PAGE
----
Wednesday, April 29, 2015

Happy Birthday, Felicity!

Hey Followers!
     So last week (April 21st) was Felicity's birthday in her series. So I wanted to celebrate by writing about the history of birthday celebrations in the 18th century. If you try to google info on 18th Century birthday celebrations... you won't find much. Reason being is that birthday parties for common people were fairly new at this point in time. Although the first recorded birthday celebrations were from ancient Egypt, these celebrations were only for coronations of Pharaohs because it was believed that when a man became a Pharaoh, he became a god. So it was like they were "born again" so to speak. Ancient Greeks and Romans celebrated the birthday of their moon goddess, Artemis by having cakes covered in candles (which was said to be the reason why today's celebration tradition of blowing out candles on a cake evolved.) In a book titled, "The Lore of Birthdays" it says "The Greeks believed that everyone had a protective spirit or daemon who attended his birth and watched over him in life. This spirit had a mystic relation with the god on whose birthday the individual was born. The Romans also subscribed to this idea. . . . This notion was carried down in human belief and is reflected in the guardian angel, the fairy godmother and the patron saint. . . . The custom of lighted candles on the cakes started with the Greeks. . . . Honey cakes round as the moon and lit with tapers were placed on the temple altars of [Artemis]. . . . Birthday candles, in folk belief, are endowed with special magic for granting wishes. . . . Lighted tapers and sacrificial fires have had a special mystic significance ever since man first set up altars to his gods. The birthday candles are thus an honor and tribute to the birthday child and bring good fortune..."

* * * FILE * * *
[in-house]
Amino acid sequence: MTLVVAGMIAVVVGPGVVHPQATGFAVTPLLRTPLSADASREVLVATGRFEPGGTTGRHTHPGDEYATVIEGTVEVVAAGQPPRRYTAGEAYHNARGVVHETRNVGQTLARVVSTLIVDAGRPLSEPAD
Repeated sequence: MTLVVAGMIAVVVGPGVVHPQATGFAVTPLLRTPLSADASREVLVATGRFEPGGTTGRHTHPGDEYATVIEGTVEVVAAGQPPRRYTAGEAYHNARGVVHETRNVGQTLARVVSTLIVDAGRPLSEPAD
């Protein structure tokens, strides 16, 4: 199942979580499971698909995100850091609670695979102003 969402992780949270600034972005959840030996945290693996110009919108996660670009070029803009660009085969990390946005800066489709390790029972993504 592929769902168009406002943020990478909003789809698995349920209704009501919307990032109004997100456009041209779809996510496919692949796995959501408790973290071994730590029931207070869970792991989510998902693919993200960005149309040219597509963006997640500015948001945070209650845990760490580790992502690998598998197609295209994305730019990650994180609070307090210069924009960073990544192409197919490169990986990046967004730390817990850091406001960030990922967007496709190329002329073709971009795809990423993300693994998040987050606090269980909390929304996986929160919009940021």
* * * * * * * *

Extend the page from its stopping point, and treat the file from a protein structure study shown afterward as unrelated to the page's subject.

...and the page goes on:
Christians in the early middle ages believed that celebrating birthdays were a sin. They did however celebrate their "saints day" which is the day of the saint in which they were named after. Eventually Christians decided it was okay to celebrate birthdays (i.e. Christmas), but in the middle ages, it normally just royalty that celebrated their birthdays. But at this time.. they weren't exactly celebrations. It was believed that evil spirits were after people on their birthdays and these celebrations were meant to scare off the spirits and protect the person who's birthday it was. So friends and family would use noise makers and sing songs to be noisy to "protect" the person. Gifts were also given for good luck!
     As time went on, birthday celebrations slowly became more popular but around the late 18th century, the Germans began to celebrate what they called Kinderfeste. This holds the closest resemblance to the modern birthday parties. German children would get a cake with the same amount of candles as their age plus one more to represent the year to come. Blowing out the candles and making a wish would follow.
     I was hoping I could find a good example of an actual 18th century birthday party in the Colonies but I have had no luck. In Felicity's book, Happy Birthday, Felicity her family celebrates her birthday by eating fancy cakes and drinking hot chocolate. The room was decorated with many flowers and Felicity's mother set out her finest china. She was gifted a guitar from her grandfather that once belonged to her grandmother. Although there isn't much record of it... I would assume most birthday celebrations in the colonies were similar to this.
     Well I hope you found this to be interesting! Make sure to follow so you don't miss out on anything and feel free to follow me on Instagram as well!


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